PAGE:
Lutheran Children’s Hospital Neonatal Follow-Up Clinic: Risk of Developmental Delay of Preterm Neonates as a Function of Gestational Birth Age




About 1 in 10 babies are born prematurely, a number that increased from previous years because more resources are available and fertility treatments are effective. Children born prematurely have a higher risk of developmental delays that are associated physically, socially, linguistically, and neurodevelopmentally. With these delays being commonly associated with preterm infants, there is the need to continuously study the longitudinal effects caused by being born prematurely. Our objectives include creating a more comprehensive care plan, comparing gestational age with developmental delay levels, and noting correlations between delays and their respective cohort. We hypothesis the more premature the child was born, the higher the likelihood of developmental delay(s).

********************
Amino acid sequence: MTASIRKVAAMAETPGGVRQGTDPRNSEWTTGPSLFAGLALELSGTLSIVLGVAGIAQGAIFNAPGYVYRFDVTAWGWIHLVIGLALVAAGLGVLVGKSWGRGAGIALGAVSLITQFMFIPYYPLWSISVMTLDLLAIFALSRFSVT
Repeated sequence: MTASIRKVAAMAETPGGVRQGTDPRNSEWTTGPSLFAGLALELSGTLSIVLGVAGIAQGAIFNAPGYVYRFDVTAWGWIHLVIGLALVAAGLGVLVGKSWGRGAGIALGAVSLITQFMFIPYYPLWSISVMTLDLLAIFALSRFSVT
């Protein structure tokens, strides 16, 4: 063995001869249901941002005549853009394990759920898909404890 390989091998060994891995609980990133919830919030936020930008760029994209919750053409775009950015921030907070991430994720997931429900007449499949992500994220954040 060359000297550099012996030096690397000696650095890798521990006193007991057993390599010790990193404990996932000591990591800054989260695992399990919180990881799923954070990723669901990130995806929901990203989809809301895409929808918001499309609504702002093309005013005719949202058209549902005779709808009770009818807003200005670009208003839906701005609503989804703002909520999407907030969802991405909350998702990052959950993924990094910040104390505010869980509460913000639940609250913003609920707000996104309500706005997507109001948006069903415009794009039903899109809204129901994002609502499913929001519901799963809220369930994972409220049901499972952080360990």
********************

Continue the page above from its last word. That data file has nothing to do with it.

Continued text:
Two main tests were used to look for a correlation between the delay or lack of a delay with the child’s adjusted age. TIMP, Test of Infant Motor Performance, was used at two different age intervals to measure infant motor capacity. The ASQ, Ages and Stages Questionnaire, was used to screen several different developmental areas of concern, including social and behavioral abilities.

The data shows the developmental delay decreasing over time in all preterm cohorts with an exception being the late preterm cohort, likely due to its small sample size. The Chi-square test is not significant for the TIMP1 and TIMP2 comparisons of preterm cohorts. The ASQ data sets did not have a clear consensus of data.

There is an increase of developmental delay in neonatal infants in comparison to the standard developmental milestones. A positive finding is that there is an overall decrease in developmental delay as the child progresses in age.

Potential Impact: This research may promote other hospitals to implement a NFC for patient care and research considerations.